Southern Company (NYSE: SO) is one of the most popular utility stocks for individual investors. The stock is a conservative investment that sports a solid 4.4% yield and has raised the dividend every year for 17 years.
So it might come as a surprise to find out that the dividend safety rating is not particularly high.
When it comes to dividend safety, an issue for utilities is that they don’t generate much free cash flow.
Operating cash flow, yes. Free cash flow, not so much.
Operating cash flow is how much cash the company generates from running its business. Free cash flow is operating cash flow minus the amount spent on capital expenditures (fixing, buying, and expanding facilities).
As you might imagine, utilities spend a lot of money on capital expenditures. So even though their businesses generate cash, once they spend the cash on their facilities, there is often nothing left.
SafetyNet Pro looks at free cash flow because it is the most conservative measure of how much cash comes in and out of the company, and it’s the most accurate metric to determine whether a company can afford its dividend.
And utilities just don’t generate much free cash flow…
In the entire utilities space, no company is rated an A by SafetyNet Pro. Only two, Alliant Energy Corp. (NYSE: LNT) and AES Corp. (NYSE: AES) have B ratings.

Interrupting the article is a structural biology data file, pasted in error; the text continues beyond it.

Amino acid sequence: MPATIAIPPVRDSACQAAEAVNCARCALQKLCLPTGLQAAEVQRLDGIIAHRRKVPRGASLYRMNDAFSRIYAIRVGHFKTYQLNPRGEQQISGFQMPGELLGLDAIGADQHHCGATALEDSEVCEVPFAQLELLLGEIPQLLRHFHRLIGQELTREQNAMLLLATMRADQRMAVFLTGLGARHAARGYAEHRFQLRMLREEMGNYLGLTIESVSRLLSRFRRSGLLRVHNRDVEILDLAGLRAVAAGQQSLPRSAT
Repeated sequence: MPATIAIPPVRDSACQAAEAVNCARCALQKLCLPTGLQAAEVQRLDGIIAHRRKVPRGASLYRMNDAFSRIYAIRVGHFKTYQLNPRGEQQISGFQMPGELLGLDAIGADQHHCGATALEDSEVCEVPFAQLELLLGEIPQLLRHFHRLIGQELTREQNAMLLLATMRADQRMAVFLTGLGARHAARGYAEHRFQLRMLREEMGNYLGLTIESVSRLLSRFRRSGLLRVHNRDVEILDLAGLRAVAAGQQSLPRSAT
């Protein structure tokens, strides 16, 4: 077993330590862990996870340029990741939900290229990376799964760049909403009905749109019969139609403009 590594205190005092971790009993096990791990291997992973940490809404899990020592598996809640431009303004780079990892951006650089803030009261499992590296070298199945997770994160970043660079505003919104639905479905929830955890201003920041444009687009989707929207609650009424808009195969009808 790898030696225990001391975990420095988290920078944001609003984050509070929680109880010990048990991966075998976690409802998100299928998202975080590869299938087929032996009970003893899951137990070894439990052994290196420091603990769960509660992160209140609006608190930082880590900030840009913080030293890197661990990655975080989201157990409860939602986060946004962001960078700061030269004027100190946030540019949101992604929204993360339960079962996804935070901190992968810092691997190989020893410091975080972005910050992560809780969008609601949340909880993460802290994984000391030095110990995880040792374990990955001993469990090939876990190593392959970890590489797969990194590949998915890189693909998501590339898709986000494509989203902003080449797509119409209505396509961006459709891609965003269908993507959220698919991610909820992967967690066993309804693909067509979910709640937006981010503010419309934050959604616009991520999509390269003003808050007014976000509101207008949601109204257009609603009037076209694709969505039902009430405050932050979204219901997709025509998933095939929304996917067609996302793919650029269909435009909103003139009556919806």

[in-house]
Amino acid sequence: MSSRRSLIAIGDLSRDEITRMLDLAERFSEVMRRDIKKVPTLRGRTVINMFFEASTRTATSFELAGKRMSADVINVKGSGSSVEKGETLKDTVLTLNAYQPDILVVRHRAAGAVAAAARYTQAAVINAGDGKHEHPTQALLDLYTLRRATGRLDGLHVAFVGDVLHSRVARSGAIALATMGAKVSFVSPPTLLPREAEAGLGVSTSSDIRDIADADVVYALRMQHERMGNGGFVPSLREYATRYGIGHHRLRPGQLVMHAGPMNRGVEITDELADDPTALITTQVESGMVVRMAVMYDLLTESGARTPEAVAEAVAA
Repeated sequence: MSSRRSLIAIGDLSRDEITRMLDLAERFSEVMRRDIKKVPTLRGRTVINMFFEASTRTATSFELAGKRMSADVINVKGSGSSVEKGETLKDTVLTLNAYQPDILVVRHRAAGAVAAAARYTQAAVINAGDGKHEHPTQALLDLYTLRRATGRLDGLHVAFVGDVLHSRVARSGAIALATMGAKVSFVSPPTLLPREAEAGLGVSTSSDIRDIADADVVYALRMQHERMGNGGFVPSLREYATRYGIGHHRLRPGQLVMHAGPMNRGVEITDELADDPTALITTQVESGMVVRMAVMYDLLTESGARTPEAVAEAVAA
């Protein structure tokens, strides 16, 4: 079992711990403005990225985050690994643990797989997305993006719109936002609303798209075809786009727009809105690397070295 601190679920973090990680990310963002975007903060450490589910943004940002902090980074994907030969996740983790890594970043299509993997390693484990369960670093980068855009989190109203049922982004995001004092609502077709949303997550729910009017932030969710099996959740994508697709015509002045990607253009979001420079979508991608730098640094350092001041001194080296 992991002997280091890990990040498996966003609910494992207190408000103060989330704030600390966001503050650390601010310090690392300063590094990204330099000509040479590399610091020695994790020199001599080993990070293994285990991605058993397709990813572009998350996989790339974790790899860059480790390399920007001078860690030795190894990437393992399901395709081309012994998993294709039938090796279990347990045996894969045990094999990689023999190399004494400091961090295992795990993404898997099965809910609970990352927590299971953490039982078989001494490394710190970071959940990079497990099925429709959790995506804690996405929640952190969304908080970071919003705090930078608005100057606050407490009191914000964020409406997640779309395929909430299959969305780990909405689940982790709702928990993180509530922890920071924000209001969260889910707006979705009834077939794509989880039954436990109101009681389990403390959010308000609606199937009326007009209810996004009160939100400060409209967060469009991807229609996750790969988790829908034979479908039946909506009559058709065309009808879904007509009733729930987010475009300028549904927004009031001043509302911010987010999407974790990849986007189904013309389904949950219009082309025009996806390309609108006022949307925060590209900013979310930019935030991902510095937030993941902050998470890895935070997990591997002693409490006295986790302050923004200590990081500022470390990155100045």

So let’s take a look at why Southern Company is not rated highly by SafetyNet Pro…
When we look at cash flow from operations, Southern Company has more than enough cash flow to pay the dividend.
In 2016, Southern’s cash flow from operations was $4.9 billion. It paid $2.1 billion in dividends. No problem, right?
But when you account for the more than $7 billion capital expenditures, free cash flow is negative $2.7 billion.
Free cash flow has been negative in five of the past six years.
It’s expected to be negative again in 2017 and 2018.
We considered adjusting the way SafetyNet Pro looks at utilities because so many of them have negative free cash flow. We were concerned that perhaps the ratings were too negative in the sector—especially considering that many of them, like Southern Company, have strong track records of paying and raising their dividends.
Utilities have a lot of debt, and when free cash flow is negative, debt is what is used to pay the dividend.
We found that utilities cut dividends most often when interest rates are high. So either the company’s debt level becomes crushing, or it is unwilling (or unable) to take on more debt at higher interest rates in order to sustain the dividend.
We decided to be more conservative and keep the ratings the way they are. I’d hate to have a stock rated safe, and then see interest rates spike, the dividend cut, and everyone wondering what happened.
Considering Southern’s 17-year track record of raising the dividend and today’s low interest rates, the dividend is likely not in immediate jeopardy.
But SafetyNet Pro is warning that the company’s dividend is not sustainable if the credit markets seize up or if rates go higher.
Dividend Safety Rating: D
If you have a stock whose dividend safety you’d like me to analyze, send me the ticker symbol by clicking on the green button below.
For Cashflow For Retirement